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International correlations across stock markets and industries: trends and patterns 1988-2002

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  • Li Yang
  • Francis Tapon
  • Yiguo Sun

Abstract

Data from eight major stock markets world-wide and five industries in each market are analysed. The correlations of return indices between countries and industries are studied with the hope of finding answers or confirming previous empirical answers to the following questions and the implications of these findings for investment strategy determined. (1) Do both the country-specific correlations and industry-specific correlations fluctuate significantly over time between 1988 and 2002? (2) Are the country-specific and industry-specific correlations positively related to stock market volatilities? It is concluded that: First, the correlations among national stock markets have been increasing between 1988 and 2002 and the correlations are not constant over the time period of this research. This indicates that the effect of globalization outweighs country-specific factors in determining the co-movements of the markets. Second, the correlations are positively related to volatility in the stock markets in this sample. Correlations rise in periods when conditional volatility of markets is large. Finally, in most cases, correlations between national stock markets are greater than those between the five industries chosen in these markets, indicating that investment diversification across industries provides greater risk reduction benefits than diversification across countries.

Suggested Citation

  • Li Yang & Francis Tapon & Yiguo Sun, 2006. "International correlations across stock markets and industries: trends and patterns 1988-2002," Applied Financial Economics, Taylor & Francis Journals, vol. 16(16), pages 1171-1183.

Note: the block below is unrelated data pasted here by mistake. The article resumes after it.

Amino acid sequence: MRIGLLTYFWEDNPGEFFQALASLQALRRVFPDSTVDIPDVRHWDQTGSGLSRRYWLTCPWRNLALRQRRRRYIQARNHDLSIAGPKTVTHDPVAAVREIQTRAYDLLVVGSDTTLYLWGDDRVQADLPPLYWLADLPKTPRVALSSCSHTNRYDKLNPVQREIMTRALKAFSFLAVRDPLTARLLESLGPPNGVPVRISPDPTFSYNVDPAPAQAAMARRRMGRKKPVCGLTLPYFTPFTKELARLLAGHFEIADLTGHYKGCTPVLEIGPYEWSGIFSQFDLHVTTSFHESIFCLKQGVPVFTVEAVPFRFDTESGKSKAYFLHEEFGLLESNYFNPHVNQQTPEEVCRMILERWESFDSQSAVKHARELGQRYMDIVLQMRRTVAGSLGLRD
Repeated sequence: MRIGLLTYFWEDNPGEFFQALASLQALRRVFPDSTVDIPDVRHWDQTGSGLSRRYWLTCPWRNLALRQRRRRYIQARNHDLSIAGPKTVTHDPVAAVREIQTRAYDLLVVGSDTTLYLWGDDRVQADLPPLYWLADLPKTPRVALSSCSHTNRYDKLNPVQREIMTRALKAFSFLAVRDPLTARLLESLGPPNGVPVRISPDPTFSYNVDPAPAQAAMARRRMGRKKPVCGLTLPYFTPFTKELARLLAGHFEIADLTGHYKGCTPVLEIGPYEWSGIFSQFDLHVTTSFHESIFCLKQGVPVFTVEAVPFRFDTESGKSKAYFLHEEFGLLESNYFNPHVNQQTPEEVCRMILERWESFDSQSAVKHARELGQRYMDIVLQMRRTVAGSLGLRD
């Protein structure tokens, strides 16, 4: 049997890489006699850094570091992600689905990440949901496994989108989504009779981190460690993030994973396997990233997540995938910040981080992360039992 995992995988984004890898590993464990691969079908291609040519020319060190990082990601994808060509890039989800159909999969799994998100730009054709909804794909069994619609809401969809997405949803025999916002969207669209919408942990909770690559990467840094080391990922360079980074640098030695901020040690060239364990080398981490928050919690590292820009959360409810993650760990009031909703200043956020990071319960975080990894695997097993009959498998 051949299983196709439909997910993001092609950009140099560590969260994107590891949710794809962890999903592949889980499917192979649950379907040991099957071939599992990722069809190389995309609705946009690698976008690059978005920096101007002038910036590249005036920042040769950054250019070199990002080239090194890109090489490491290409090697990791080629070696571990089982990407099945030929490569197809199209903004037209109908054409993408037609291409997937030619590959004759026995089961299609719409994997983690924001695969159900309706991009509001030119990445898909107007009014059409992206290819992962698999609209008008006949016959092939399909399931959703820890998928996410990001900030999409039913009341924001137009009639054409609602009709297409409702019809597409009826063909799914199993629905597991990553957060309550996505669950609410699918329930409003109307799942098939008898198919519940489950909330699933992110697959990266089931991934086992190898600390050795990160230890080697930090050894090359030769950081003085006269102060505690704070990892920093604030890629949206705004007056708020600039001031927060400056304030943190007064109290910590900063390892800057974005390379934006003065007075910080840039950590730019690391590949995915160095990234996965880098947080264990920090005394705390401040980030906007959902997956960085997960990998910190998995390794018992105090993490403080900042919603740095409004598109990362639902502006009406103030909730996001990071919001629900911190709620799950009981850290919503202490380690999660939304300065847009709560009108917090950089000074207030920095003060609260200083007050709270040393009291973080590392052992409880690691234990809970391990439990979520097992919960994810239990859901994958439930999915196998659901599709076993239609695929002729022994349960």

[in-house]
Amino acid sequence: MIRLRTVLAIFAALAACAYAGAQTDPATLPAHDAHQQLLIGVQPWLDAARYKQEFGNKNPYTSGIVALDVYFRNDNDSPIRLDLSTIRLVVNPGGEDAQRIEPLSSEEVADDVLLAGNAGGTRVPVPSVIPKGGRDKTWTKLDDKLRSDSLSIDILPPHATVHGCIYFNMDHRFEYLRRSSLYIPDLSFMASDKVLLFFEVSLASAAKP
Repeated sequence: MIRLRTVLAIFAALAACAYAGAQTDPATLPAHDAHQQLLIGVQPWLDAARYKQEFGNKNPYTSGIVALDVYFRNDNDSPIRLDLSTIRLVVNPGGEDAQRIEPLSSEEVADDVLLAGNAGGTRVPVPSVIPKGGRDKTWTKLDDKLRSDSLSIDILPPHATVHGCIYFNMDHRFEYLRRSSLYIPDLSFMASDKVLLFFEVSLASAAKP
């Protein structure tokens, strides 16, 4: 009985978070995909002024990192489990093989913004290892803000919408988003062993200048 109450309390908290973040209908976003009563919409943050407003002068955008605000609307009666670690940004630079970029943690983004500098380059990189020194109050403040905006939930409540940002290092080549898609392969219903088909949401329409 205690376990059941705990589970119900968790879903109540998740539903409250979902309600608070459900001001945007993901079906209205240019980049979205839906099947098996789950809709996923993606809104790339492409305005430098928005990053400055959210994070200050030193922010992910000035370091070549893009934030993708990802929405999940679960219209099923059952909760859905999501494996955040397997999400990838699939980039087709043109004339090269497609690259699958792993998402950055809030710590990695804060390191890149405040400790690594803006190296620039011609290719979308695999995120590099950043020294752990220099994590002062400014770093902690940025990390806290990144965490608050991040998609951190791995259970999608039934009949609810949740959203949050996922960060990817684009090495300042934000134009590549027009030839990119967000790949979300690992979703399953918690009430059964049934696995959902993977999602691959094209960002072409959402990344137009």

• Handle: RePEc:taf:apfiec:v:16:y:2006:i:16:p:1171-1183
    DOI: 10.1080/09603100500447529
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    References listed on IDEAS

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    Cited by:

    1. Lee, Chien-Chiang & Chen, Mei-Ping & Chang, Chi-Hung, 2013. "Dynamic relationships between industry returns and stock market returns," The North American Journal of Economics and Finance, Elsevier, vol. 26(C), pages 119-144.
    2. Massimo Guidolin & Stuart Hyde, 2009. "What tames the Celtic Tiger? Portfolio implications from a Multivariate Markov Switching model," Applied Financial Economics, Taylor & Francis Journals, vol. 19(6), pages 463-488.
    3. Paramati, Sudharshan Reddy & Gupta, Rakesh & Tandon, Kishore, 2016. "Dynamic Analysis of Time-Varying Correlations and Cointegration Relationship between Australia and Frontier Equity Markets," MPRA Paper 88512, University Library of Munich, Germany, revised Mar 2016.
    4. Araújo, Eurilton, 2009. "Macroeconomic shocks and the co-movement of stock returns in Latin America," Emerging Markets Review, Elsevier, vol. 10(4), pages 331-344, December.
    5. Zura Kakushadze & Willie Yu, 2017. "Open Source Fundamental Industry Classification," Papers 1706.04210, arXiv.org, revised Dec 2017.
    6. Marguerite Schneider & Lori Ryan, 2011. "A review of hedge funds and their investor activism: do they help or hurt other equity investors?," Journal of Management & Governance, Springer;Accademia Italiana di Economia Aziendale (AIDEA), vol. 15(3), pages 349-374, August.
    7. Martin Bohl & Pierre Siklos, 2008. "Empirical evidence on feedback trading in mature and emerging stock markets," Applied Financial Economics, Taylor & Francis Journals, vol. 18(17), pages 1379-1389.
    8. Qing Xu & Xiao-Ming Li, 2009. "Estimation of dynamic asymmetric tail dependences: an empirical study on Asian developed futures markets," Applied Financial Economics, Taylor & Francis Journals, vol. 19(4), pages 273-290.

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